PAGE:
BY KRISTEN JORDAN SHAMUS
DETROIT FREE PRESS
Julie’s parents are divorced.
Molly’s dad is fighting a war.
Kit’s father lost his business.
Gwen is the victim of school bullying.
Though it sounds as if these could be real children coping with problems brought on by war and recession, they’re actually dolls with story lines that carry a whole lot of baggage (and not in the form of accessories).
The idea of Mattel’s American Girl doll line is that these tales might help real girls cope with similar situations. The model is truly genius (I wish I’d thought of it) and has been wildly successful for more than 20 years.
But now, controversy threatens to tarnish American Girl’s squeaky-clean image. The company may have taken its social awareness efforts a tad too far with Gwen, a doll that not only is bullied at school, but also experiences homelessness.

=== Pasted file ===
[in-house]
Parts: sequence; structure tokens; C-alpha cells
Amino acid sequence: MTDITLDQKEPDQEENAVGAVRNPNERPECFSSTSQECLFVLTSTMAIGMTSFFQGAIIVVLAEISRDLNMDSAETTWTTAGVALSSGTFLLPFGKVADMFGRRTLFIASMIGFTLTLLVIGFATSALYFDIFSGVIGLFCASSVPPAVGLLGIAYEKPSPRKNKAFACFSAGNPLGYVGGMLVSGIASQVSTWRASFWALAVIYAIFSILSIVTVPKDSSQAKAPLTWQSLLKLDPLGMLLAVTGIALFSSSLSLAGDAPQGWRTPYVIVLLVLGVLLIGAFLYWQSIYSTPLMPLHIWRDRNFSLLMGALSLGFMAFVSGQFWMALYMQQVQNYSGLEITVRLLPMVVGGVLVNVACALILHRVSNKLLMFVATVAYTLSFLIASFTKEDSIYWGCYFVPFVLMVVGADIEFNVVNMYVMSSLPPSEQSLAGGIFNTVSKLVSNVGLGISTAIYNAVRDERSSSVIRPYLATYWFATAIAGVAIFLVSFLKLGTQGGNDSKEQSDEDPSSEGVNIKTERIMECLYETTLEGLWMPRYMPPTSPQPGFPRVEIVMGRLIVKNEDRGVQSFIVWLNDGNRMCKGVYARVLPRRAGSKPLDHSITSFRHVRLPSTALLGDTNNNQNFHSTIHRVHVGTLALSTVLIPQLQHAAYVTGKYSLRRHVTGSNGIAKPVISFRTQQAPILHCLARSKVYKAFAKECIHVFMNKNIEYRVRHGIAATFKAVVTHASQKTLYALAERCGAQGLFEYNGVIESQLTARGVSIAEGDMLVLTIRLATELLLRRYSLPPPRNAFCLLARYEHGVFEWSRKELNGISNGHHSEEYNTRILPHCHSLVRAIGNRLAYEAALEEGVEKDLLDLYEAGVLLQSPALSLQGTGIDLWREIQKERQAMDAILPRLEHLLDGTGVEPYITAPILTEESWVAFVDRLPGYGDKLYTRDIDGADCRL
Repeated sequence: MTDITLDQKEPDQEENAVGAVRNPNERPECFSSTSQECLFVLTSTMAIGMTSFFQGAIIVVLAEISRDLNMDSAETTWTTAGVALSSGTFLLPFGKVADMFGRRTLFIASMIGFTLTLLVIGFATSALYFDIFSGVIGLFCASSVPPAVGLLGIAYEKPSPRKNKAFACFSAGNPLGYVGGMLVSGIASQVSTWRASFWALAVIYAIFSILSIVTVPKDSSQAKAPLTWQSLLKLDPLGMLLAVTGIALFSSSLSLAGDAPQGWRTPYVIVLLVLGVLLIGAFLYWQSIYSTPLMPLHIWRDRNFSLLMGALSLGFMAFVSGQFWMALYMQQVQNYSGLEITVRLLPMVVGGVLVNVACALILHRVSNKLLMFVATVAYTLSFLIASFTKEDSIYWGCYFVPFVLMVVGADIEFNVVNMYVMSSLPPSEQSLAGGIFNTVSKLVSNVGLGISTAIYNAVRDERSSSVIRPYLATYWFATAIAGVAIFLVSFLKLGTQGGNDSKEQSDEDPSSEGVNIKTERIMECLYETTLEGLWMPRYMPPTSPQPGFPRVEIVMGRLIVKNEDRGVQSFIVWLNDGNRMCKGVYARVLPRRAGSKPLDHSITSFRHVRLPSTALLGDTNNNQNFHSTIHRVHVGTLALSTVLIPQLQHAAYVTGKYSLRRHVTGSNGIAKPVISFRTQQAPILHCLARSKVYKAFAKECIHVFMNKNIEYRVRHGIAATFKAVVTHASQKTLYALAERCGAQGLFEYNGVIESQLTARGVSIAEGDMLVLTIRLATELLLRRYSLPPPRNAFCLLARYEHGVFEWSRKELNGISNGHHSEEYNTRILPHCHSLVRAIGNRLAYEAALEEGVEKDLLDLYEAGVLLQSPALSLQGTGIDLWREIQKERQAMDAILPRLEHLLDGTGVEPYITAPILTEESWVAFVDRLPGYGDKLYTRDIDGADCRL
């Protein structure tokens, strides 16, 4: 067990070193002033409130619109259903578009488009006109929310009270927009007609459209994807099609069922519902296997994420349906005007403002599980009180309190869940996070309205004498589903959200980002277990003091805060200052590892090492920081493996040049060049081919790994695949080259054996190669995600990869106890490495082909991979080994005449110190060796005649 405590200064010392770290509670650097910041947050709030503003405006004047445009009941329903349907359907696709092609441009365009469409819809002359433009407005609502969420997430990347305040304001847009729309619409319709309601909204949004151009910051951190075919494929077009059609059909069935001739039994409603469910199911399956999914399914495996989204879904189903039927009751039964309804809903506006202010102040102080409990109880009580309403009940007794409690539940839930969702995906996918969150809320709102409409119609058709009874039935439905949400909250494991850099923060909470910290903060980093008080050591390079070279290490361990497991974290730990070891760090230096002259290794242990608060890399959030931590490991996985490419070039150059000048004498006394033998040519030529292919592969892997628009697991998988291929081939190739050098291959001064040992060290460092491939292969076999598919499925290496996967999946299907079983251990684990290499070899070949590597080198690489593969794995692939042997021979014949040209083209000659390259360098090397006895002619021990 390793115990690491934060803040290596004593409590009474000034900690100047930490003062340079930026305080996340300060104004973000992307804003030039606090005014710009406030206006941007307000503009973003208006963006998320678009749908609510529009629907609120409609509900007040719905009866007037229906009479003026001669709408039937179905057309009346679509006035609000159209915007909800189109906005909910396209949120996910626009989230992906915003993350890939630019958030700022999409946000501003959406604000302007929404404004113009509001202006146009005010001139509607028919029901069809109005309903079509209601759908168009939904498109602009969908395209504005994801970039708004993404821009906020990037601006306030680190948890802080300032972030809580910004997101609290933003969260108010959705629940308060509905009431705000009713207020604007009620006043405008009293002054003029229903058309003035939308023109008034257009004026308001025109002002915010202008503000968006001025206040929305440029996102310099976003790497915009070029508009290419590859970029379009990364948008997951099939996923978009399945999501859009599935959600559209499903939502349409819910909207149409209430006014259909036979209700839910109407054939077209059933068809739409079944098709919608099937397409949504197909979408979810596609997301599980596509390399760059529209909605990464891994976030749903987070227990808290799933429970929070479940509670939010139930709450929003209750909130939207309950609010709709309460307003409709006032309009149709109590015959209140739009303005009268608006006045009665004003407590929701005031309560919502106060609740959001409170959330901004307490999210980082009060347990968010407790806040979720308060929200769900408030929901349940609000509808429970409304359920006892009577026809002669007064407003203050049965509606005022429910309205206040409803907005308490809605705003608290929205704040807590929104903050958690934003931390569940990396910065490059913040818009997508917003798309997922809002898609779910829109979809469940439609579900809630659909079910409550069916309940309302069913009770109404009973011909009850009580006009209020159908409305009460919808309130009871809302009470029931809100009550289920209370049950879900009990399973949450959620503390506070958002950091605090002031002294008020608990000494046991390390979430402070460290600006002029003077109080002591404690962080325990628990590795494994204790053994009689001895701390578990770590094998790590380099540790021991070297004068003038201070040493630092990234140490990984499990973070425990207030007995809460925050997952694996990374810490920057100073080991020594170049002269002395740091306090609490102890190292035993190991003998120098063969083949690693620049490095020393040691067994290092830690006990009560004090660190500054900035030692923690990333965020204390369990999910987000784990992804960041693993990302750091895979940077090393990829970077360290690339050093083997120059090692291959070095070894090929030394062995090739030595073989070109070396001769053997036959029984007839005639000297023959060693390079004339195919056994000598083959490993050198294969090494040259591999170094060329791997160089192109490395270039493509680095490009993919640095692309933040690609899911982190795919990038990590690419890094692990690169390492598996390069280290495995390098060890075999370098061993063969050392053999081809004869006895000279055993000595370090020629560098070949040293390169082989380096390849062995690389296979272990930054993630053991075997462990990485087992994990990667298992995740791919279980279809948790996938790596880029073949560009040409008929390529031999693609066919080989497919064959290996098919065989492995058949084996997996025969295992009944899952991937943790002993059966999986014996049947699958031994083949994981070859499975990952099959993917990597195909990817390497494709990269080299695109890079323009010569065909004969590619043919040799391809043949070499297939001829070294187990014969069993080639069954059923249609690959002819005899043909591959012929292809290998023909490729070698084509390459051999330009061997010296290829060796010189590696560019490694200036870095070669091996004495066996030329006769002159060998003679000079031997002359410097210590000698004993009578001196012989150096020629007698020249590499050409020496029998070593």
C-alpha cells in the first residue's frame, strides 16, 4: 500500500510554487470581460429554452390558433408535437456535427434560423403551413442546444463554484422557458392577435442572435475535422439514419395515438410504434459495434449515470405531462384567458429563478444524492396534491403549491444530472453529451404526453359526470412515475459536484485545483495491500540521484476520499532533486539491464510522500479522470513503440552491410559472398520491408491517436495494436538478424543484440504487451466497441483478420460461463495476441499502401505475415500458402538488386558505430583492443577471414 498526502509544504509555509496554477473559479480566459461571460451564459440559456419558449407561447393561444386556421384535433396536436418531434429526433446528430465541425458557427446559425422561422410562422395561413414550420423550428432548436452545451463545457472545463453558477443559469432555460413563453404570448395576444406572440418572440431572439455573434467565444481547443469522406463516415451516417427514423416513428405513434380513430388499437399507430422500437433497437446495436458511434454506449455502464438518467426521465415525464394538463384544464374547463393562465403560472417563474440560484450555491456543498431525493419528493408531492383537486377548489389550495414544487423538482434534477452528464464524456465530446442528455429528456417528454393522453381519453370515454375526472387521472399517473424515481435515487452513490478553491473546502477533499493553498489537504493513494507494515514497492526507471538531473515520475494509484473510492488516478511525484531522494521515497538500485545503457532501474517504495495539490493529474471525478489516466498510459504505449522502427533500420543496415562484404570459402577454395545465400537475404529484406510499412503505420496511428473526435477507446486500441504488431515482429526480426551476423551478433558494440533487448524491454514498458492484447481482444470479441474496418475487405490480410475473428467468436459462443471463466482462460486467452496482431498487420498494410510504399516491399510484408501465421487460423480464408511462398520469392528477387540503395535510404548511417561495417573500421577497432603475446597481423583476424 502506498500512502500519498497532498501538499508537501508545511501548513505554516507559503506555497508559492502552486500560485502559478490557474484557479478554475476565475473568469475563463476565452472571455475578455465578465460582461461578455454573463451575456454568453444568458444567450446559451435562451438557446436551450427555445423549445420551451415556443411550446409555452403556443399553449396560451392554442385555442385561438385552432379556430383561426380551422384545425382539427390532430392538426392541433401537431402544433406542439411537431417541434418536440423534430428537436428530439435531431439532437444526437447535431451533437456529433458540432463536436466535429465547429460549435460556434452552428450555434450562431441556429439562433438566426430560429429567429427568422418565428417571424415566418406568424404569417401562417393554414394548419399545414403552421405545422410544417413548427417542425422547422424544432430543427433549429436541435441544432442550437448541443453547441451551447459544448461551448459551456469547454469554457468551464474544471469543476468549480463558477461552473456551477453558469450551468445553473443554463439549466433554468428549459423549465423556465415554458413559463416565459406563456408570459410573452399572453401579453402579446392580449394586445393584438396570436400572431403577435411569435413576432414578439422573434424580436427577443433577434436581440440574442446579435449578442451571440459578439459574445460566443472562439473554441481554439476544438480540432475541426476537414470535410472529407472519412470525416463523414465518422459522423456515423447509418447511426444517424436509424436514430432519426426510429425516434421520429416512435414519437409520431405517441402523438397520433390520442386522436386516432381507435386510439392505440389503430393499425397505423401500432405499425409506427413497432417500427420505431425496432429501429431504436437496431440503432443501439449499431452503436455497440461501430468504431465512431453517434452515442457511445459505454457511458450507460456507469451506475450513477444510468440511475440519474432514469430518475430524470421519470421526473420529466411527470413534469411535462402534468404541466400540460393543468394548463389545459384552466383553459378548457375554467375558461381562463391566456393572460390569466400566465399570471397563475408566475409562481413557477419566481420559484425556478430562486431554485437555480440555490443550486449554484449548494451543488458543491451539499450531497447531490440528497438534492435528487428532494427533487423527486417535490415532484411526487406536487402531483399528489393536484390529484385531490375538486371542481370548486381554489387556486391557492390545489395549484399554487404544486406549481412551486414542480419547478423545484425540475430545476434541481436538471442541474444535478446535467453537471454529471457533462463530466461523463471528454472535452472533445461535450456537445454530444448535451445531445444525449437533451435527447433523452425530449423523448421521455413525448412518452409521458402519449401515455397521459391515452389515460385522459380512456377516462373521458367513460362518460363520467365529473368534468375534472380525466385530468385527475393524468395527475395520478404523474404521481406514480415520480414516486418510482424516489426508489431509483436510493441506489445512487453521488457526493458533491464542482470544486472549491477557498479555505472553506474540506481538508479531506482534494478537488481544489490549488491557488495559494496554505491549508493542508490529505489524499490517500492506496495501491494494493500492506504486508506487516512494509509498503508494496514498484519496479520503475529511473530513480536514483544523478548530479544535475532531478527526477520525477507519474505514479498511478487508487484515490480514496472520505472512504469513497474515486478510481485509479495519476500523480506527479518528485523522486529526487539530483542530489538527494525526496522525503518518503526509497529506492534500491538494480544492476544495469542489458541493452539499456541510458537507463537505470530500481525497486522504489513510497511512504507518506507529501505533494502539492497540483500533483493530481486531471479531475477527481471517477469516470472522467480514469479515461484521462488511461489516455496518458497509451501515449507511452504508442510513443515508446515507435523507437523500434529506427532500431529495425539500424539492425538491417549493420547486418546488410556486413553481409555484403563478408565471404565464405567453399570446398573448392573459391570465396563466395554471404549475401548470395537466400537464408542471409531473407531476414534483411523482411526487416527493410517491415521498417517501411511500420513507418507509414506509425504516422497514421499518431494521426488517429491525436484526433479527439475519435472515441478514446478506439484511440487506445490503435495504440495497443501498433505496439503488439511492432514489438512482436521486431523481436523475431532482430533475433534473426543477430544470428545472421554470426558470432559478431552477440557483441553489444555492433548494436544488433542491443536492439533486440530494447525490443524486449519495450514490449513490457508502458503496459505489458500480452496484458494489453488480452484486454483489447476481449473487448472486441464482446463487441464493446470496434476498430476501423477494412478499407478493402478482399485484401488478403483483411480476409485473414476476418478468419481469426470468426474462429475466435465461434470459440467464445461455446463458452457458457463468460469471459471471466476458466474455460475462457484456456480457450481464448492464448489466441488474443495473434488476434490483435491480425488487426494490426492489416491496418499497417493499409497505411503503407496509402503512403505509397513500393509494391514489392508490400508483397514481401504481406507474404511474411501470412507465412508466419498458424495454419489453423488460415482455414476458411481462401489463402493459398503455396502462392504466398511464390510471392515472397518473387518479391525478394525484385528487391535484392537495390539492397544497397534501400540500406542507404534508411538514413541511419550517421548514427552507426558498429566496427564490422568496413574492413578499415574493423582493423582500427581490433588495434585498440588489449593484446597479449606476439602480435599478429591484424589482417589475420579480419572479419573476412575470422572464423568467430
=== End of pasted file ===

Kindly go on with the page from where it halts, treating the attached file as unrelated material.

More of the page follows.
As part of Chrissa’s 2009 Girl of the Year line, Gwen is a sidekick doll whose family falls upon hard times. Gwen gets picked on in school, and Chrissa tries to stop the bullying. In the end, the truth about Gwen’s homelessness is revealed.
What bothers me is not the notion of raising awareness about needy children or families struggling to keep a roof over their heads — even when the product is marketed to kids as young as 3. What offends me is that Mattel is using the Gwen story line to make money. Lots of it. Full story.